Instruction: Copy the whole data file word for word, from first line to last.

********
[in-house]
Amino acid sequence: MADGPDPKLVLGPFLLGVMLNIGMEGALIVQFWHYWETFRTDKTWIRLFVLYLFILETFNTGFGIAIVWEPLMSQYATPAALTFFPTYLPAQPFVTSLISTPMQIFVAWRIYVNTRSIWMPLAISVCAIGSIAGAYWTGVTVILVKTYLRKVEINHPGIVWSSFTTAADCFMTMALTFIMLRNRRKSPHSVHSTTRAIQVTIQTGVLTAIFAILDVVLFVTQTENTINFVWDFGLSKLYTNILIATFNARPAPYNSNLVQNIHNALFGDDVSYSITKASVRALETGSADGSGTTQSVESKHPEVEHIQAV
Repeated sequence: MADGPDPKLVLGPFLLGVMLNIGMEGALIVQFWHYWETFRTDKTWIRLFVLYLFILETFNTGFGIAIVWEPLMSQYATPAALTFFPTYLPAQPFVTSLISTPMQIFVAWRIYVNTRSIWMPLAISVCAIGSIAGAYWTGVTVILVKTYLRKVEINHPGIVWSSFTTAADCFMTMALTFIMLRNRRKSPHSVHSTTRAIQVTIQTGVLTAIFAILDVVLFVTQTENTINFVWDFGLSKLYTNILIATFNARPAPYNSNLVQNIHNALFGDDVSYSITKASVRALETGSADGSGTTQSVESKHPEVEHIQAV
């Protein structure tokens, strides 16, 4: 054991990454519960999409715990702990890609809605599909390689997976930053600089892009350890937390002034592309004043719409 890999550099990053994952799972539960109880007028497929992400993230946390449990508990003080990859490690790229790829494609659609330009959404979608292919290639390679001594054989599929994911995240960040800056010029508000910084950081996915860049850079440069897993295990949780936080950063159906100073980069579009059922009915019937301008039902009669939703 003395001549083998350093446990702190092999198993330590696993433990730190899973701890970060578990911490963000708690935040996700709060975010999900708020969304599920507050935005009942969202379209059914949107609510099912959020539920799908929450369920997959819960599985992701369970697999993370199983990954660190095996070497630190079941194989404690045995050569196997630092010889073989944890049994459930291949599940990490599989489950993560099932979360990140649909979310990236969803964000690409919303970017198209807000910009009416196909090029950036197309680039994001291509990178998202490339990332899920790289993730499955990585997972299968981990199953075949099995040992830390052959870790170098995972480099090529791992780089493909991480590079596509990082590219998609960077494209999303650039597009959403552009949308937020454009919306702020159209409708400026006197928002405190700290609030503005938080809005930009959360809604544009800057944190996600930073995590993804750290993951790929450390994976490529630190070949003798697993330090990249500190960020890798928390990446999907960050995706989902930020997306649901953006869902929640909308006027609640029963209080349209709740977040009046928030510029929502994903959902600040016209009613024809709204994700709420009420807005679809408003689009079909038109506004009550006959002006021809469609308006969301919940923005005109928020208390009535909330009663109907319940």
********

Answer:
[in-house]
Amino acid sequence: MADGPDPKLVLGPFLLGVMLNIGMEGALIVQFWHYWETFRTDKTWIRLFVLYLFILETFNTGFGIAIVWEPLMSQYATPAALTFFPTYLPAQPFVTSLISTPMQIFVAWRIYVNTRSIWMPLAISVCAIGSIAGAYWTGVTVILVKTYLRKVEINHPGIVWSSFTTAADCFMTMALTFIMLRNRRKSPHSVHSTTRAIQVTIQTGVLTAIFAILDVVLFVTQTENTINFVWDFGLSKLYTNILIATFNARPAPYNSNLVQNIHNALFGDDVSYSITKASVRALETGSADGSGTTQSVESKHPEVEHIQAV
Repeated sequence: MADGPDPKLVLGPFLLGVMLNIGMEGALIVQFWHYWETFRTDKTWIRLFVLYLFILETFNTGFGIAIVWEPLMSQYATPAALTFFPTYLPAQPFVTSLISTPMQIFVAWRIYVNTRSIWMPLAISVCAIGSIAGAYWTGVTVILVKTYLRKVEINHPGIVWSSFTTAADCFMTMALTFIMLRNRRKSPHSVHSTTRAIQVTIQTGVLTAIFAILDVVLFVTQTENTINFVWDFGLSKLYTNILIATFNARPAPYNSNLVQNIHNALFGDDVSYSITKASVRALETGSADGSGTTQSVESKHPEVEHIQAV
């Protein structure tokens, strides 16, 4: 054991990454519960999409715990702990890609809605599909390689997976930053600089892009350890937390002034592309004043719409 890999550099990053994952799972539960109880007028497929992400993230946390449990508990003080990859490690790229790829494609659609330009959404979608292919290639390679001594054989599929994911995240960040800056010029508000910084950081996915860049850079440069897993295990949780936080950063159906100073980069579009059922009915019937301008039902009669939703 003395001549083998350093446990702190092999198993330590696993433990730190899973701890970060578990911490963000708690935040996700709060975010999900708020969304599920507050935005009942969202379209059914949107609510099912959020539920799908929450369920997959819960599985992701369970697999993370199983990954660190095996070497630190079941194989404690045995050569196997630092010889073989944890049994459930291949599940990490599989489950993560099932979360990140649909979310990236969803964000690409919303970017198209807000910009009416196909090029950036197309680039994001291509990178998202490339990332899920790289993730499955990585997972299968981990199953075949099995040992830390052959870790170098995972480099090529791992780089493909991480590079596509990082590219998609960077494209999303650039597009959403552009949308937020454009919306702020159209409708400026006197928002405190700290609030503005938080809005930009959360809604544009800057944190996600930073995590993804750290993951790929450390994976490529630190070949003798697993330090990249500190960020890798928390990446999907960050995706989902930020997306649901953006869902929640909308006027609640029963209080349209709740977040009046928030510029929502994903959902600040016209009613024809709204994700709420009420807005679809408003689009079909038109506004009550006959002006021809469609308006969301919940923005005109928020208390009535909330009663109907319940």